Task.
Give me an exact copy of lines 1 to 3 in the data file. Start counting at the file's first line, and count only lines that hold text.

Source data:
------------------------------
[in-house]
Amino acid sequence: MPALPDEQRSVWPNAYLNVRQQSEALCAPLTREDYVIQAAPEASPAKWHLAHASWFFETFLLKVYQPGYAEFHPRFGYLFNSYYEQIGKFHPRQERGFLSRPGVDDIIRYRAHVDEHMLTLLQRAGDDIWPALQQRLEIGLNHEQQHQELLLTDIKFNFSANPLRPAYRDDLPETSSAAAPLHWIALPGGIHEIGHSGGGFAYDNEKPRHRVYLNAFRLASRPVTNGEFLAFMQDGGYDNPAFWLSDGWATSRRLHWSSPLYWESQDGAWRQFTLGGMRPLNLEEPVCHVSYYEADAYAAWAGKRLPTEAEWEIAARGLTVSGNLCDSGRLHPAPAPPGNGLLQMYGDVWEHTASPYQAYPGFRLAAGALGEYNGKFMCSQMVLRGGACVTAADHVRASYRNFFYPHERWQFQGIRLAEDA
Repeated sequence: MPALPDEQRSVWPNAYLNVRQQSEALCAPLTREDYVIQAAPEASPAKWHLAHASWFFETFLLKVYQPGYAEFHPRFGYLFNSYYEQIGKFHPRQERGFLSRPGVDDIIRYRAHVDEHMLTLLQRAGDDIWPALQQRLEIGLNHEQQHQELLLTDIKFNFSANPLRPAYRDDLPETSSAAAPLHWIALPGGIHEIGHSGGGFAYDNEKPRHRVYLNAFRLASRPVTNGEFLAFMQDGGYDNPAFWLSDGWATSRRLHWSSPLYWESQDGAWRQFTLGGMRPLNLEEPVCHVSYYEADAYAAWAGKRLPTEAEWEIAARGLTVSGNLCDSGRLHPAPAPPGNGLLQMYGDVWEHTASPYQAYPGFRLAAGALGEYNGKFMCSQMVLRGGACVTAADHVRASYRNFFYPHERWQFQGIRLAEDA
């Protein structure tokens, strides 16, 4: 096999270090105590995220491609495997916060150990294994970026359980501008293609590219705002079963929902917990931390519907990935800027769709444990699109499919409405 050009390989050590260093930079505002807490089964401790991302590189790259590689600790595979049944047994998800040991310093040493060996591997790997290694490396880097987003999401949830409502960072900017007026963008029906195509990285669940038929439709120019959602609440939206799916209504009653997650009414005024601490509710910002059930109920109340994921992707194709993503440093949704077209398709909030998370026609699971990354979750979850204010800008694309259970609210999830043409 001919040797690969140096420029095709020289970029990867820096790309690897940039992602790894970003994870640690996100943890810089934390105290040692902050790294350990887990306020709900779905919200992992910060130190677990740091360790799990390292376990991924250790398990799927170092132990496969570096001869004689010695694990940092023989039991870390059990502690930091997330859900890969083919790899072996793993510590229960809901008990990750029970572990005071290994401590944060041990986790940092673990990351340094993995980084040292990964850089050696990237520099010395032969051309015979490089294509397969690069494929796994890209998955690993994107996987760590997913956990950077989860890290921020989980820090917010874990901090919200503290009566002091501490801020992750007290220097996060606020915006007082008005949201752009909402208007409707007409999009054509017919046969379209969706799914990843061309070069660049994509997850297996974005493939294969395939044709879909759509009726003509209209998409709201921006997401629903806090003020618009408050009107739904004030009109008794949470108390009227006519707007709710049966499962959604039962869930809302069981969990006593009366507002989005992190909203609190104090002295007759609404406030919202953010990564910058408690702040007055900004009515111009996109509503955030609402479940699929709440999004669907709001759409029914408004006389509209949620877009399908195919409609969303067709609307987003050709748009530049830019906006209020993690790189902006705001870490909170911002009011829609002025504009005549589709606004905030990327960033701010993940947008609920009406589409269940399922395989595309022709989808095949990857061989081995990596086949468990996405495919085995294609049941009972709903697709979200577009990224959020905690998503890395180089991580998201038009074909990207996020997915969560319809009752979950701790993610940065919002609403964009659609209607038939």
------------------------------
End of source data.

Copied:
[in-house]
Amino acid sequence: MPALPDEQRSVWPNAYLNVRQQSEALCAPLTREDYVIQAAPEASPAKWHLAHASWFFETFLLKVYQPGYAEFHPRFGYLFNSYYEQIGKFHPRQERGFLSRPGVDDIIRYRAHVDEHMLTLLQRAGDDIWPALQQRLEIGLNHEQQHQELLLTDIKFNFSANPLRPAYRDDLPETSSAAAPLHWIALPGGIHEIGHSGGGFAYDNEKPRHRVYLNAFRLASRPVTNGEFLAFMQDGGYDNPAFWLSDGWATSRRLHWSSPLYWESQDGAWRQFTLGGMRPLNLEEPVCHVSYYEADAYAAWAGKRLPTEAEWEIAARGLTVSGNLCDSGRLHPAPAPPGNGLLQMYGDVWEHTASPYQAYPGFRLAAGALGEYNGKFMCSQMVLRGGACVTAADHVRASYRNFFYPHERWQFQGIRLAEDA
Repeated sequence: MPALPDEQRSVWPNAYLNVRQQSEALCAPLTREDYVIQAAPEASPAKWHLAHASWFFETFLLKVYQPGYAEFHPRFGYLFNSYYEQIGKFHPRQERGFLSRPGVDDIIRYRAHVDEHMLTLLQRAGDDIWPALQQRLEIGLNHEQQHQELLLTDIKFNFSANPLRPAYRDDLPETSSAAAPLHWIALPGGIHEIGHSGGGFAYDNEKPRHRVYLNAFRLASRPVTNGEFLAFMQDGGYDNPAFWLSDGWATSRRLHWSSPLYWESQDGAWRQFTLGGMRPLNLEEPVCHVSYYEADAYAAWAGKRLPTEAEWEIAARGLTVSGNLCDSGRLHPAPAPPGNGLLQMYGDVWEHTASPYQAYPGFRLAAGALGEYNGKFMCSQMVLRGGACVTAADHVRASYRNFFYPHERWQFQGIRLAEDA